5

Although this is similar to the "When is the right time to negotiate a salary?" questions, I've found myself in a slightly unusual situation, at least by my own experience.

I've applied to a large company for a job listing which stated the salary as £x,000+. After a screening phone call/phone interview, I was then interviewed along with 4-5 other people: if I'm successful, there will be no further interviews, the job will simply be offered over the phone by HR.

I only discovered the list was so short after the interview, as this company typically uses several rounds of interviews, so wasn't particularly surprised when money wasn't brought up at the interview. Typically my experience (with much smaller firms) is that there are one or more rounds of interviews to choose the prime candidate, followed by one with a more senior manager to ensure he agrees that the candidate is a good fit, and to personally make the job offer and discuss salary etc.

As such, I'm a bit of a loss as to when I would attempt to negotiate on the offer: obviously there are absolutely no guarantees I'm going to be selected, or even that they're open to negotiation, but I'd prefer to be prepared for the best case scenario.

Would it be suitable to discuss salary over the phone, or would it risk misunderstanding? Or should I request a further contact with the hiring manager? The phone call will be from HR, and I'm not 100% sure where the authority to set salary lies, or even if there's any room to negotiate. There are no outwardly declared salary bands, and I suppose the + on the salary mentioned could suggest bonuses/perks etc rather than simply a salary range, but it's hard to tell.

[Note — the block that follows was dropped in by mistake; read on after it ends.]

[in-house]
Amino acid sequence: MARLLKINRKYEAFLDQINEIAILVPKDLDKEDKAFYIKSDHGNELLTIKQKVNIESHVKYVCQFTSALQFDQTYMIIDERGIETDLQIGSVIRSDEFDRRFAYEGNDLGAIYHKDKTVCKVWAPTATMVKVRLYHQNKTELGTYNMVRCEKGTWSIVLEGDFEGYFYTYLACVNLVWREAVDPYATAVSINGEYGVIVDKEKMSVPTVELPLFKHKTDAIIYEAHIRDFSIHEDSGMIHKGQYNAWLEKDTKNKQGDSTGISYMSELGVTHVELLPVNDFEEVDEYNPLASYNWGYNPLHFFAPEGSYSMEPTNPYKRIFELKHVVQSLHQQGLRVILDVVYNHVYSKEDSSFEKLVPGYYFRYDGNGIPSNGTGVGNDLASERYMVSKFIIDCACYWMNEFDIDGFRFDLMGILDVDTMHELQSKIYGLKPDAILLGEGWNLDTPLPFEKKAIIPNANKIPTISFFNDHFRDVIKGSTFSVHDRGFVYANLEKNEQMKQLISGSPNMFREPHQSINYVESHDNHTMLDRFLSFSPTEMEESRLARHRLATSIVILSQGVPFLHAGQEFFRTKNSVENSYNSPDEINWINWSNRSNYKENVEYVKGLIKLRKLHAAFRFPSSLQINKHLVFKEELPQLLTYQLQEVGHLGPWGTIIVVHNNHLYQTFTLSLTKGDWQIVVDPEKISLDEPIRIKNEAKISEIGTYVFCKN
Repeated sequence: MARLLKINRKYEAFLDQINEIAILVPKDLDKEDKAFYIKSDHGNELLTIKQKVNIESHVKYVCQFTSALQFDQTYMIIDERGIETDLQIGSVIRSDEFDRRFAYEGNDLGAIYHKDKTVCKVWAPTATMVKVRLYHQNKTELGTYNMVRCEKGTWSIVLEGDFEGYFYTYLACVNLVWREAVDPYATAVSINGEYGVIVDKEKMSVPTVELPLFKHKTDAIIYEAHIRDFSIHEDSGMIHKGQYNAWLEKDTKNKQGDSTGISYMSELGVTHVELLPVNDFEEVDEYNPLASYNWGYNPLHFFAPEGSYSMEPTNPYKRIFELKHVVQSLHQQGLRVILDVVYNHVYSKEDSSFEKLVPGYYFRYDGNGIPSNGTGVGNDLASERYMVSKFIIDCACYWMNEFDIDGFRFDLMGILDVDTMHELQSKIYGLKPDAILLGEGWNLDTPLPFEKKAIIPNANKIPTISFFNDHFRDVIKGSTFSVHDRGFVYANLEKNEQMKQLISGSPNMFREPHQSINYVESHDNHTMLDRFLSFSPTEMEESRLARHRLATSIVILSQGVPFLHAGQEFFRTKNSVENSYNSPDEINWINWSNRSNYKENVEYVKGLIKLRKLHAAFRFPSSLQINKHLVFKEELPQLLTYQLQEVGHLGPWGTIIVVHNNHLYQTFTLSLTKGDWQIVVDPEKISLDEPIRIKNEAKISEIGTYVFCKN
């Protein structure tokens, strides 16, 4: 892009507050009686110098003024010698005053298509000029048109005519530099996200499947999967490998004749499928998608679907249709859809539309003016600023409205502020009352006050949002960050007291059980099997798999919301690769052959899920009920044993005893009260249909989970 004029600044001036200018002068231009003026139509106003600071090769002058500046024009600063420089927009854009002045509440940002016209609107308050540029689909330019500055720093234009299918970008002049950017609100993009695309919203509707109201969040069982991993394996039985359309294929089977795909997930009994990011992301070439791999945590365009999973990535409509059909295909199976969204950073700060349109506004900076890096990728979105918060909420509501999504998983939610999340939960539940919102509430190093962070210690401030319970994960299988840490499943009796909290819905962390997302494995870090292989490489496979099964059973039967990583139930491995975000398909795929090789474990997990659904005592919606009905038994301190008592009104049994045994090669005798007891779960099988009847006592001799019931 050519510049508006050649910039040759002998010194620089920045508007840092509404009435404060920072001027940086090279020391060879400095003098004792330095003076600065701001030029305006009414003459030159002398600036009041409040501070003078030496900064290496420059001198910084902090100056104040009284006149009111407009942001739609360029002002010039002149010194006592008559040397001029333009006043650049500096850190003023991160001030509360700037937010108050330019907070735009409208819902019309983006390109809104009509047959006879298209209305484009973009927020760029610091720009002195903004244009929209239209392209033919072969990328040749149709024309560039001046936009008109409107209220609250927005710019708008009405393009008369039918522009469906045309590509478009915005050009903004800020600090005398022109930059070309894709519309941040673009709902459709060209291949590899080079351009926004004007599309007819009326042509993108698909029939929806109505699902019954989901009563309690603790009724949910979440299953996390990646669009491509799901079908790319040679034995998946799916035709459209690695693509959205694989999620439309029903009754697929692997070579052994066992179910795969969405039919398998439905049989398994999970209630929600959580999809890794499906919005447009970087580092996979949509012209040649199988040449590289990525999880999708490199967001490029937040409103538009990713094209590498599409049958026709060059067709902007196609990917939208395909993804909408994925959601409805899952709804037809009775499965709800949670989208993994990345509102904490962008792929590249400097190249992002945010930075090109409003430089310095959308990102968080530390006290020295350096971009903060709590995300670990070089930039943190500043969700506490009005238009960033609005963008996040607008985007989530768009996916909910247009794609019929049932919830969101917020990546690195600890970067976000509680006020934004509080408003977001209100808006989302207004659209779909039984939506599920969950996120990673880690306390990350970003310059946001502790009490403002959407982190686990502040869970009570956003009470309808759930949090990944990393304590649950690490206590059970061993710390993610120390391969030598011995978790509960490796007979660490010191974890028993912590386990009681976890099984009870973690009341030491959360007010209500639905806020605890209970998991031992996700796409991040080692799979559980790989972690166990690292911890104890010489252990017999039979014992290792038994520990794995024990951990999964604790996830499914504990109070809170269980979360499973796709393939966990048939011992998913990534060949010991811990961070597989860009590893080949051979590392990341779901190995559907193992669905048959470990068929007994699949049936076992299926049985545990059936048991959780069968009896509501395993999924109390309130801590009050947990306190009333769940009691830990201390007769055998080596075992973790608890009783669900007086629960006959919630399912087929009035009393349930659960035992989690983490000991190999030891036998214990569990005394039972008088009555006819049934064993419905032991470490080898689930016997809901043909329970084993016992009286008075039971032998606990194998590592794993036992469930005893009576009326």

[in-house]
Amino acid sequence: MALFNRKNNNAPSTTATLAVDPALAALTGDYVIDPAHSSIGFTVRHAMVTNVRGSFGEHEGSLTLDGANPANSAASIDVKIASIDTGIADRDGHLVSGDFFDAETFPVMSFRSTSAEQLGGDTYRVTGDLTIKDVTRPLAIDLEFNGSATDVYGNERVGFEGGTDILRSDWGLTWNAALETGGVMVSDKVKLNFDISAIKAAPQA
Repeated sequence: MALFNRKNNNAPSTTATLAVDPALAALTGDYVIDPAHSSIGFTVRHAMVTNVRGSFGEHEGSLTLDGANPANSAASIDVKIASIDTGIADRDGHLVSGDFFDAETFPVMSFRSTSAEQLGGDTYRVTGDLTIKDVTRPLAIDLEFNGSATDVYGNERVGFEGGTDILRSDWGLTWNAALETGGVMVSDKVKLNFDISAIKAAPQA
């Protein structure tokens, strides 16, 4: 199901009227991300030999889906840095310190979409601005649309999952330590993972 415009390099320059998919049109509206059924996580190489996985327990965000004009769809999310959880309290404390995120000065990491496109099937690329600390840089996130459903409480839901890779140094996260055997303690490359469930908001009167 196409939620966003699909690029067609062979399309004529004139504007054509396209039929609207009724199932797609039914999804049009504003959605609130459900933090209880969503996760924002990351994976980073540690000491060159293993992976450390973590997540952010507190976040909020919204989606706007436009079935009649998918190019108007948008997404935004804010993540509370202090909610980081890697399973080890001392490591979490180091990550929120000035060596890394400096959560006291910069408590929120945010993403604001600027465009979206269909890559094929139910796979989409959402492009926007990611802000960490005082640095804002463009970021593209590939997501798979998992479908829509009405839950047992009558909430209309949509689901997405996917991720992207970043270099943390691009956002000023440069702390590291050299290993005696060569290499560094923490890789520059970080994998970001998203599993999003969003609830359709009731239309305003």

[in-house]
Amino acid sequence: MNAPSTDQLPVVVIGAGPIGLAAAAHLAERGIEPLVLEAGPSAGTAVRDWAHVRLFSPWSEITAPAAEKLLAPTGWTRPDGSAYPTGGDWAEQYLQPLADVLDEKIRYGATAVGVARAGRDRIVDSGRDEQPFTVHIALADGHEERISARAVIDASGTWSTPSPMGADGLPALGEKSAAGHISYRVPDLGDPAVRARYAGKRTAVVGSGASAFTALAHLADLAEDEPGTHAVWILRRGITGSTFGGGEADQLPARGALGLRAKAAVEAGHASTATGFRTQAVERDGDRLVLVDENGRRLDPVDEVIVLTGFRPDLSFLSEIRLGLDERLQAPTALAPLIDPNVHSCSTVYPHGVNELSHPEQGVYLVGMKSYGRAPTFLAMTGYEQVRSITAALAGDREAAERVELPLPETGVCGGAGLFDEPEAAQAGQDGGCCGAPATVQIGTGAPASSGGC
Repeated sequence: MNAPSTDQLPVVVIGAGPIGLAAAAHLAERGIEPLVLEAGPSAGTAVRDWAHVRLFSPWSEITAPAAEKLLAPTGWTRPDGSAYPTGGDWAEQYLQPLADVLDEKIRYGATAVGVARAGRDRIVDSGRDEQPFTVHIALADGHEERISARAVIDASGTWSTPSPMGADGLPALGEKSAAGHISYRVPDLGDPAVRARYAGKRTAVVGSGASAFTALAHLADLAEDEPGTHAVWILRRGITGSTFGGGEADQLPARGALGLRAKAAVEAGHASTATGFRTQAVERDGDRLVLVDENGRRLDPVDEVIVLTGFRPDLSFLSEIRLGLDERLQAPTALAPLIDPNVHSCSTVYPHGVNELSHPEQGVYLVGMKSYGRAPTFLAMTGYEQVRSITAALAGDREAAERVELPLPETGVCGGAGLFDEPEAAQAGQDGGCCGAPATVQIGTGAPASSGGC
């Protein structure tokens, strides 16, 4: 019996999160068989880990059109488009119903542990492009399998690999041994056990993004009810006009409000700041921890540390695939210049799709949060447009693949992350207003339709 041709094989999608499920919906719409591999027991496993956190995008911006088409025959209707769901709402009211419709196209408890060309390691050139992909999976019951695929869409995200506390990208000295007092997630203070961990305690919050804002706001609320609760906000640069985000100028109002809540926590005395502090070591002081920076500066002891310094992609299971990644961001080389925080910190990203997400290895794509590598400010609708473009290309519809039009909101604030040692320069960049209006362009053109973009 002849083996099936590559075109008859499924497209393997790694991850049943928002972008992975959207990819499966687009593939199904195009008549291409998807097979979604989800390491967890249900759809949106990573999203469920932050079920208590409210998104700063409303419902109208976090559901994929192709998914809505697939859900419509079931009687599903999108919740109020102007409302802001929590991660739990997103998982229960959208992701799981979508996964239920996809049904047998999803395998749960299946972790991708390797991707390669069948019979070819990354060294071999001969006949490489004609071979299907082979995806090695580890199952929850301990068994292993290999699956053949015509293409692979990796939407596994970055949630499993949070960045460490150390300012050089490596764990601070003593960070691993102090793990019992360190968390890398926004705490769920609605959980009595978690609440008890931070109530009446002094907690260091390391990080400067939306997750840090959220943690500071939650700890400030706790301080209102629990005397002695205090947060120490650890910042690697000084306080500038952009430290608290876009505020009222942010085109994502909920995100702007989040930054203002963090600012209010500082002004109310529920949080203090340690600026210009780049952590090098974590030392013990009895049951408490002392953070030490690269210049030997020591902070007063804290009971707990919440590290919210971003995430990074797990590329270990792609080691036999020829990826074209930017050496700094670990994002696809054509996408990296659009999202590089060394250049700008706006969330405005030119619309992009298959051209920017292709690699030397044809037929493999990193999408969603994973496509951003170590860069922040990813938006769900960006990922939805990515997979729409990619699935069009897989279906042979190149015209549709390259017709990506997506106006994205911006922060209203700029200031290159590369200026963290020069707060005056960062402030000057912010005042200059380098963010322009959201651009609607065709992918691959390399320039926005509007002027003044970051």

The last thing I want to do is jeopardize the offer, if one arose, but I'd also obviously like to earn a little more money if possible: £x+2,000 would be ideal for me, but every little helps. As a final note, the offered salary is almost exactly the same as my current package (Salary+bonus), but I would save money in travel so would accept their baseline salary if they didn't seem immediately open to negotiation.

So yeah, what would be the least risky, most likely to succeed (in that order of preference) time and way to negotiate the salary?

8

Negotiate after you receive the offer. If they select you over the other applicants, they obviously think you're the best candidate and thus worth more than the rest. They've already invested enough time in evaluating you that they're not just going to walk away if you ask for more, so the absolute worst case is that they don't raise the offer.

For much more on this topic, see Salary Negotiation on Kalzumeus, specifically the "When Does A Salary Negotiation Happen?" bit (but you really should read the whole thing).

And feel free to negotiate over the phone with HR, but get the details of any offers in writing before you accept anything!

  • Thanks: Would HR be the guys to negotiate with, or the hiring manager? (I've only worked in smaller companies where the hiring manager has been the Managing Director, and therefore sets their own budget) – Jon Story Feb 11 '15 at 15:08
  • YOu negotiate typically with the person who contacted you with the offer. – HLGEM Feb 11 '15 at 20:54
  • So in my previous roles the same person just happens to be both interviewer and HR contact. Either way I don't think I'm going to get it, but it never hurts to be prepared :) thanks – Jon Story Feb 11 '15 at 22:32
  • 2
    Let's say it's the final interview. They offer you the job (perhaps even say "please sign here"). Do you start negotiating salary face2face during the meeting, or wait for the offer to appear in writing and then asks for a chat where you talk salary? – jacob Apr 3 '15 at 9:14

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